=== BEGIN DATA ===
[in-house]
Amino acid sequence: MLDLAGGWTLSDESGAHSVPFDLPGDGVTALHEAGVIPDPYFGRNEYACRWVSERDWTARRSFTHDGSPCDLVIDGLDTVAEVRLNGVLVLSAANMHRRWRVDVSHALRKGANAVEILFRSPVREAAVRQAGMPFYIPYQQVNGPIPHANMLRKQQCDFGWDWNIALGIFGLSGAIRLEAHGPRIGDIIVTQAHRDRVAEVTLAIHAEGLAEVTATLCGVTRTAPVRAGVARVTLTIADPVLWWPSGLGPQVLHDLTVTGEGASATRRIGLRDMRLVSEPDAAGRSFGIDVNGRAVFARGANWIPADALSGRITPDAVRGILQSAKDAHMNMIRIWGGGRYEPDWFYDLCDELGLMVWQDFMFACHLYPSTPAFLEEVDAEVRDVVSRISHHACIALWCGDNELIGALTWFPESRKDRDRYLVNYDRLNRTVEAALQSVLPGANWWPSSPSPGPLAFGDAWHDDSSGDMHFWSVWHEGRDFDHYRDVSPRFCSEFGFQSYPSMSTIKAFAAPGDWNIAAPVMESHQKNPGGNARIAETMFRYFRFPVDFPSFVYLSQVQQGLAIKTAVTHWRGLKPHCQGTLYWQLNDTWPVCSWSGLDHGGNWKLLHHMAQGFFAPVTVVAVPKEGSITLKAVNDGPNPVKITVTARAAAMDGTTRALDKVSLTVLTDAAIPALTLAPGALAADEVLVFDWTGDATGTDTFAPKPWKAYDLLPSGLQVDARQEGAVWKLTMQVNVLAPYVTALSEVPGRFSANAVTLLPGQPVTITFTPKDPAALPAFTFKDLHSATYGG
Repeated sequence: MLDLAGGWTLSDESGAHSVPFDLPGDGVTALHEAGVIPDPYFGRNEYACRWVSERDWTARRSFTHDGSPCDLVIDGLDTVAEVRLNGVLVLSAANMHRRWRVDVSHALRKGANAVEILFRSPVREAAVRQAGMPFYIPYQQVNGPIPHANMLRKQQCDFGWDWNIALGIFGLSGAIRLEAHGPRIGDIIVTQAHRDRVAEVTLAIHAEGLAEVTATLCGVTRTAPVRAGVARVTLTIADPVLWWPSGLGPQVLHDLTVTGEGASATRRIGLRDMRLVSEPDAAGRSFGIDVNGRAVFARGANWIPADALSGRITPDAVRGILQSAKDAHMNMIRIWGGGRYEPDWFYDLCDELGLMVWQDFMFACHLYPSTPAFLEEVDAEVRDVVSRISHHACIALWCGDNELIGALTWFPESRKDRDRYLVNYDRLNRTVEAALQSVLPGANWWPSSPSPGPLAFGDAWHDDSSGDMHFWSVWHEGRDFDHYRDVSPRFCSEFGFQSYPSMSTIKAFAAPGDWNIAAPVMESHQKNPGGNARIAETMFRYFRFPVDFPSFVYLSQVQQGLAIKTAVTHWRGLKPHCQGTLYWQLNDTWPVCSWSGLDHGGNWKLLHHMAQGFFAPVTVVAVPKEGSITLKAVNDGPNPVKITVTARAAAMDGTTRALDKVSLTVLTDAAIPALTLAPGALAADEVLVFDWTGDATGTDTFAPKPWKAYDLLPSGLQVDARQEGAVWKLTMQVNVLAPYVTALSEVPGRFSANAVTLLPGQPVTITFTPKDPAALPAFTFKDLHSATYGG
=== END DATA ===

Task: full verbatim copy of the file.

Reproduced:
[in-house]
Amino acid sequence: MLDLAGGWTLSDESGAHSVPFDLPGDGVTALHEAGVIPDPYFGRNEYACRWVSERDWTARRSFTHDGSPCDLVIDGLDTVAEVRLNGVLVLSAANMHRRWRVDVSHALRKGANAVEILFRSPVREAAVRQAGMPFYIPYQQVNGPIPHANMLRKQQCDFGWDWNIALGIFGLSGAIRLEAHGPRIGDIIVTQAHRDRVAEVTLAIHAEGLAEVTATLCGVTRTAPVRAGVARVTLTIADPVLWWPSGLGPQVLHDLTVTGEGASATRRIGLRDMRLVSEPDAAGRSFGIDVNGRAVFARGANWIPADALSGRITPDAVRGILQSAKDAHMNMIRIWGGGRYEPDWFYDLCDELGLMVWQDFMFACHLYPSTPAFLEEVDAEVRDVVSRISHHACIALWCGDNELIGALTWFPESRKDRDRYLVNYDRLNRTVEAALQSVLPGANWWPSSPSPGPLAFGDAWHDDSSGDMHFWSVWHEGRDFDHYRDVSPRFCSEFGFQSYPSMSTIKAFAAPGDWNIAAPVMESHQKNPGGNARIAETMFRYFRFPVDFPSFVYLSQVQQGLAIKTAVTHWRGLKPHCQGTLYWQLNDTWPVCSWSGLDHGGNWKLLHHMAQGFFAPVTVVAVPKEGSITLKAVNDGPNPVKITVTARAAAMDGTTRALDKVSLTVLTDAAIPALTLAPGALAADEVLVFDWTGDATGTDTFAPKPWKAYDLLPSGLQVDARQEGAVWKLTMQVNVLAPYVTALSEVPGRFSANAVTLLPGQPVTITFTPKDPAALPAFTFKDLHSATYGG
Repeated sequence: MLDLAGGWTLSDESGAHSVPFDLPGDGVTALHEAGVIPDPYFGRNEYACRWVSERDWTARRSFTHDGSPCDLVIDGLDTVAEVRLNGVLVLSAANMHRRWRVDVSHALRKGANAVEILFRSPVREAAVRQAGMPFYIPYQQVNGPIPHANMLRKQQCDFGWDWNIALGIFGLSGAIRLEAHGPRIGDIIVTQAHRDRVAEVTLAIHAEGLAEVTATLCGVTRTAPVRAGVARVTLTIADPVLWWPSGLGPQVLHDLTVTGEGASATRRIGLRDMRLVSEPDAAGRSFGIDVNGRAVFARGANWIPADALSGRITPDAVRGILQSAKDAHMNMIRIWGGGRYEPDWFYDLCDELGLMVWQDFMFACHLYPSTPAFLEEVDAEVRDVVSRISHHACIALWCGDNELIGALTWFPESRKDRDRYLVNYDRLNRTVEAALQSVLPGANWWPSSPSPGPLAFGDAWHDDSSGDMHFWSVWHEGRDFDHYRDVSPRFCSEFGFQSYPSMSTIKAFAAPGDWNIAAPVMESHQKNPGGNARIAETMFRYFRFPVDFPSFVYLSQVQQGLAIKTAVTHWRGLKPHCQGTLYWQLNDTWPVCSWSGLDHGGNWKLLHHMAQGFFAPVTVVAVPKEGSITLKAVNDGPNPVKITVTARAAAMDGTTRALDKVSLTVLTDAAIPALTLAPGALAADEVLVFDWTGDATGTDTFAPKPWKAYDLLPSGLQVDARQEGAVWKLTMQVNVLAPYVTALSEVPGRFSANAVTLLPGQPVTITFTPKDPAALPAFTFKDLHSATYGG